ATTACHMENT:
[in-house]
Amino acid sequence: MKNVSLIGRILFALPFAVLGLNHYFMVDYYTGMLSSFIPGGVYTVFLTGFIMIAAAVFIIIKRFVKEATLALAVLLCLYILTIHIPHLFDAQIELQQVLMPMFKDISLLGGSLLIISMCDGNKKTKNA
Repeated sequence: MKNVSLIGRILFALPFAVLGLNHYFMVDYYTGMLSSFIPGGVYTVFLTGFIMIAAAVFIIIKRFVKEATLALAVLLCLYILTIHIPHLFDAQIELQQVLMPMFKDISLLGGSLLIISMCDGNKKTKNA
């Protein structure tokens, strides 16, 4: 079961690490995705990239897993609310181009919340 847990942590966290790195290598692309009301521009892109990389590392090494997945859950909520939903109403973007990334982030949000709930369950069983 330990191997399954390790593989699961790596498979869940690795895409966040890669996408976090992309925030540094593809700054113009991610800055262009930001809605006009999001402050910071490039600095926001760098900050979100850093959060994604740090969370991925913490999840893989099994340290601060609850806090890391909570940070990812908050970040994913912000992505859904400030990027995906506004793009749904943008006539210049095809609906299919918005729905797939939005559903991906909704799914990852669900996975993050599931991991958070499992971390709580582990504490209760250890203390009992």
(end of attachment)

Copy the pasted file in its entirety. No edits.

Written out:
[in-house]
Amino acid sequence: MKNVSLIGRILFALPFAVLGLNHYFMVDYYTGMLSSFIPGGVYTVFLTGFIMIAAAVFIIIKRFVKEATLALAVLLCLYILTIHIPHLFDAQIELQQVLMPMFKDISLLGGSLLIISMCDGNKKTKNA
Repeated sequence: MKNVSLIGRILFALPFAVLGLNHYFMVDYYTGMLSSFIPGGVYTVFLTGFIMIAAAVFIIIKRFVKEATLALAVLLCLYILTIHIPHLFDAQIELQQVLMPMFKDISLLGGSLLIISMCDGNKKTKNA
């Protein structure tokens, strides 16, 4: 079961690490995705990239897993609310181009919340 847990942590966290790195290598692309009301521009892109990389590392090494997945859950909520939903109403973007990334982030949000709930369950069983 330990191997399954390790593989699961790596498979869940690795895409966040890669996408976090992309925030540094593809700054113009991610800055262009930001809605006009999001402050910071490039600095926001760098900050979100850093959060994604740090969370991925913490999840893989099994340290601060609850806090890391909570940070990812908050970040994913912000992505859904400030990027995906506004793009749904943008006539210049095809609906299919918005729905797939939005559903991906909704799914990852669900996975993050599931991991958070499992971390709580582990504490209760250890203390009992």